Fiona Byrne, head of the food pantry at New Bethany, serves breakfast to the homeless on Monday, Feb. 23, 2015 at the New Bethany Ministries on 4th street. New Bethany Ministries is a non-profit organization that helps to prevent hunger in Bethlehem by providing food to homeless people. (Nan He/B&W photo)

Food pantries, soup kitchens help fight hunger in the Lehigh Valley


Veronica Martinez sifts through cans at New Bethany Ministries, helping to sort leftovers after a crowd leaves the food pantry. An earphone humming in one ear, she wears a pale brown sweater under her apron, the result of a clothing donation a few weeks before.

Martinez is young, and her demeanor is mellow. She reveals none of the food collection havoc she just dealt with, and none of the chaos of the four children who wait for her at home. Her voice is firm, repeating, “When God puts you somewhere, he wants you to be there.”

Martinez’s time at New Bethany Ministries was two-pronged. One, she is a client of the organization. Two, she worked there for four weeks in December, a component of the program she is enrolled in that secures her with cash assistance from welfare. Martinez is one of the 21.6 percent of south Bethlehem residents who live below the poverty line — those who rely on food pantries, soup kitchens and food stamps to sustain themselves and their families.

“Food — and being able to get that food — is so important,” said Fiona Byrne, food pantry coordinator at New Bethany Ministries. “It’s our basic need. And there’s a huge number of people who lack that need on the South Side.”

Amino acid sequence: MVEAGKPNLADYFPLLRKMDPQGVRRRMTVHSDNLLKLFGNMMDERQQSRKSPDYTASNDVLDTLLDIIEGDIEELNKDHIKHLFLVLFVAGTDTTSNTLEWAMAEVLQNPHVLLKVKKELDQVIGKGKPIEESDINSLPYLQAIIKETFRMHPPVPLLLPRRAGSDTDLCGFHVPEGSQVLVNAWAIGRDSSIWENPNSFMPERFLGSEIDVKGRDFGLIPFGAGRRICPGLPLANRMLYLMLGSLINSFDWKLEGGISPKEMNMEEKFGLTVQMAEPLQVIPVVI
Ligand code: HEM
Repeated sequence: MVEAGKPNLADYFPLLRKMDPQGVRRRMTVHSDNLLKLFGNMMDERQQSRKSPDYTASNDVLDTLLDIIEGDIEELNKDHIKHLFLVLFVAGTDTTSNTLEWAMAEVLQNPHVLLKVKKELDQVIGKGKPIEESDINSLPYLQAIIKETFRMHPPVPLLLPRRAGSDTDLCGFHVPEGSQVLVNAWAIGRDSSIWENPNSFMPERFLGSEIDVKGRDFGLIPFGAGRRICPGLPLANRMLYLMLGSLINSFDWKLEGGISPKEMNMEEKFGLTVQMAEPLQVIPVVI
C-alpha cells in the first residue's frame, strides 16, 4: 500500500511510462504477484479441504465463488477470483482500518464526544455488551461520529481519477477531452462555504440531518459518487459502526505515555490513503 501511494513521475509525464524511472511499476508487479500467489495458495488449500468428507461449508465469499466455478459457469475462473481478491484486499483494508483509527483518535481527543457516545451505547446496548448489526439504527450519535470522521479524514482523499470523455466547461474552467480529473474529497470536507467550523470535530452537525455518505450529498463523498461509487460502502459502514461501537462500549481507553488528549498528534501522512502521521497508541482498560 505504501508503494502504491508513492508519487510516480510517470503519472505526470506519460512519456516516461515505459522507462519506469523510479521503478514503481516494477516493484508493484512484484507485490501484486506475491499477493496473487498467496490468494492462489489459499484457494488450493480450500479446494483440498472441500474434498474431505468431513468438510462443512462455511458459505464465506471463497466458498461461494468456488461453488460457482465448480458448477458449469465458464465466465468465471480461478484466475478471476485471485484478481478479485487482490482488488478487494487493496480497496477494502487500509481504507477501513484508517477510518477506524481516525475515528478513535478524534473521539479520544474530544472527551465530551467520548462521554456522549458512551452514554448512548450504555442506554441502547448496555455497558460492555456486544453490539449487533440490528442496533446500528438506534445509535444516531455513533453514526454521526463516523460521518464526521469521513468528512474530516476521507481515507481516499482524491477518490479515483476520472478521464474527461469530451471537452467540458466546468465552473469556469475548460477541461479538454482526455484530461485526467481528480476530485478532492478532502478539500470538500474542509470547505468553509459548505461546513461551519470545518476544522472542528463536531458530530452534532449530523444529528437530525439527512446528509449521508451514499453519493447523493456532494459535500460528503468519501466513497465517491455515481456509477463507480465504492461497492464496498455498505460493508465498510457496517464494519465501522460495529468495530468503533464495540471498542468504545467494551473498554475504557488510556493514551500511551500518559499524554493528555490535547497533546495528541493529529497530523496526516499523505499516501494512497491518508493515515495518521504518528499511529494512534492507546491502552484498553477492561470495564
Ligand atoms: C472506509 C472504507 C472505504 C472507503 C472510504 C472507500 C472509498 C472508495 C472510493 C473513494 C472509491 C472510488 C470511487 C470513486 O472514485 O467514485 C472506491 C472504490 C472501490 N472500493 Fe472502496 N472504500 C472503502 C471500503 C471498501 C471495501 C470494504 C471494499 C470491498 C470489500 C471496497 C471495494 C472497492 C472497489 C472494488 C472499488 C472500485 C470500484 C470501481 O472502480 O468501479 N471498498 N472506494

Food insecurity: the basics

Living below the poverty line typically is an indicator of food insecurity — a lack of access to enough food for a healthy lifestyle. According to a study by a Lehigh sociology professor Judith Lasker, almost two-thirds of south Bethlehem residents are food insecure.

The study reports that there are a multitude of factors contributing to this situation, including low income or unemployment, lack of education, lack of transportation and a high number of children.

Whatever the cause, the effect is severe: Those who cannot eat cannot operate. And Lasker found that those who cannot operate can sink deeper into a detrimental chronic state, such as homelessness, mental illness or unemployability.

These states are all part of a cycle, and each one can be the cause or effect of another.

“Even with the addition of C-Town, the new grocery store on the South Side, Bethlehem is still defined as a food desert,” said Elena Martin, a Lehigh junior who works with local food pantries.

A food desert is an urban area with a lack of affordable and quality foods, an added challenge for an area already struggling socioeconomically.

The help – and the struggles within the help

Bethlehem has a number of organizations attempting to combat food insecurity. New Bethany Ministries provides a food pantry and soup kitchen for the poor, homeless, and mentally ill in the area. The food pantry serves over 360 households a month, and the soup kitchen feeds around 220 people a day. The Hispanic Center, another community organization with a food pantry, serves about 50 people a month.

These are just two of 17 like organizations, but since they span across both sides of Bethlehem, getting to these locations without a car can be very difficult.